Wired reported that from late 2010 until at least 2011, Bates said he gave Ulbricht coding advice on project Ulbricht called “top secret.” When Bates ultimately refused to offer Ulbricht any more help unless he disclosed project details, Bates said that Ulbricht showed him Silk Road for the first time on a laptop in Bates’ home.
“I told him, tell me about this or leave me out of it,” Bates said, as reported by Wired. “He told me about it.”
Bates testified that by November 2011, Ulbricht would tell him that he had sold Silk Road and was no longer involved in the website. But the prosecution showed a chat log from the following month pulled from Ulbricht’s computer in which Ulbricht appeared to tell an associate involved with Silk Road that he lied to two people about selling the site and in fact still maintained control of it.
Bates testified that Ulbricht’s initial confession in early 2011 revealed that he was working on a “website where people can buy drugs,” reported Wired. Using a neighbor’s open Wi-Fi to assuage Bates’ worries about surveillance, Ulbricht showed him the website. “I remember seeing the home page, the green camel [of the Silk Road logo] for the first time, and pictures of drugs,” said Bates in response to questions from prosecutor Timothy Howard. “I was shocked and very intrigued. I didn’t know how something like this could be possible.”
Bates told the court he wasn’t the only one of Ulbricht’s contacts who was aware of his involvement in Silk Road, naming Ulbricht’s girlfriend, Julia, and a third individual Julia had told. Wired reported that Bates himself said he also “tried” to tell a friend about his involvement with Silk Road, but was not sure if she had gotten the message. “I tried to confide in a friend of mine,” said Bates. “I don’t think it was communicated across. We were both drunk.”
Despite his initial shock after Ulbricht revealed his project, Bates said he continued to advise Ulbricht on Silk Road programming issues. The pair would later collaborate on plans for a Bitcoin exchange, Bates testified. Wired reported that Bates also used Silk Road to purchase drugs using the alias “melee.” He told jurors that Ulbricht had personally given him a bag of psychedelic mushrooms he’d grown and stored in a large trash bag, offering further evidence that Ulbricht had sold his own homemade mushrooms as the first product on Silk Road.
Bates said that at one point in 2011, Ulbricht offered him a position as a Silk Road administrator, but Bates turned him down, telling him he already had a job. The pair planned to launch a Bitcoin exchange that could potentially be used “to launder money,” splitting the profits 60/40 in Ulbricht’s favor. However, Bates said he was busy with his job and never signed that contract that Ulbricht drew to seal the partnership. Asked how much Ulbricht compensated him for his help on Silk Road, Bates replied, “Nothing but his friendship.”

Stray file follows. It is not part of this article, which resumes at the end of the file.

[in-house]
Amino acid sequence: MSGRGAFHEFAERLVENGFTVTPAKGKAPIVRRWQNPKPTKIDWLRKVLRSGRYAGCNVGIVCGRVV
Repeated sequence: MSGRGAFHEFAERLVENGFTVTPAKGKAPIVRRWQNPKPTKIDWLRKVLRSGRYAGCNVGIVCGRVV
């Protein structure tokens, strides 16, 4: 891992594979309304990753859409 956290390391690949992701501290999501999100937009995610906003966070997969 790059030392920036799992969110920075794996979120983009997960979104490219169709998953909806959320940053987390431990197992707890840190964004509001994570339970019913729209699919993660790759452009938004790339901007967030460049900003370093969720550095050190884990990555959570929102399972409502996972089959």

Wired reported that according to Bates, Ulbricht appeared to have become increasingly concerned that Bates might reveal him. The prosecution showed jurors a chat between the two men that took place in June 2011, in which Ulbricht told Bates, “You gotta keep my secret, buddy.” Bates said, “I haven’t told anyone and I don’t intend to,” to which Ulbricht replied, “I know I can trust you.”
Bates testified that in November 2011, Ulbricht came to his home in a panic. Someone had posted on his Facebook page, “I’m sure the authorities would be very interested in your drug-running site.” Ulbricht had quickly removed the post and unfriended the individual who wrote it.
Bates said that at the time, he warned Ulbricht to shut down Silk Road, but Ulbricht said he couldn’t because he’d already sold the site to someone else. When asked by the prosecution if he believed Ulbricht, Bates said he did.
Following Ulbricht’s arrest in October 2013, Bates said FBI agents paid him a visit. He testified that he initially lied to them about his involvement with Silk Road, the abandoned Bitcoin exchange, and his drug purchases before confessing. Bates eventually agreed to serve as a witness against Ulbricht to avoid prosecution.
Wired reported that in cross examination, Ulbricht’s attorney, Joshua Dratel, stressed to the jury that Bates had agreed to testify against his client to avoid facing his own legal consequences. Bates admitted that “I knew I could go to prison for a very long time.”
“You chose to be there, on the witness stand, rather than there, as a defendant?” asked Dratel, pointing to Ulbricht.
At that point, the prosecution objected and the judge sustained the objection. Bates did not respond to the question, said Wired.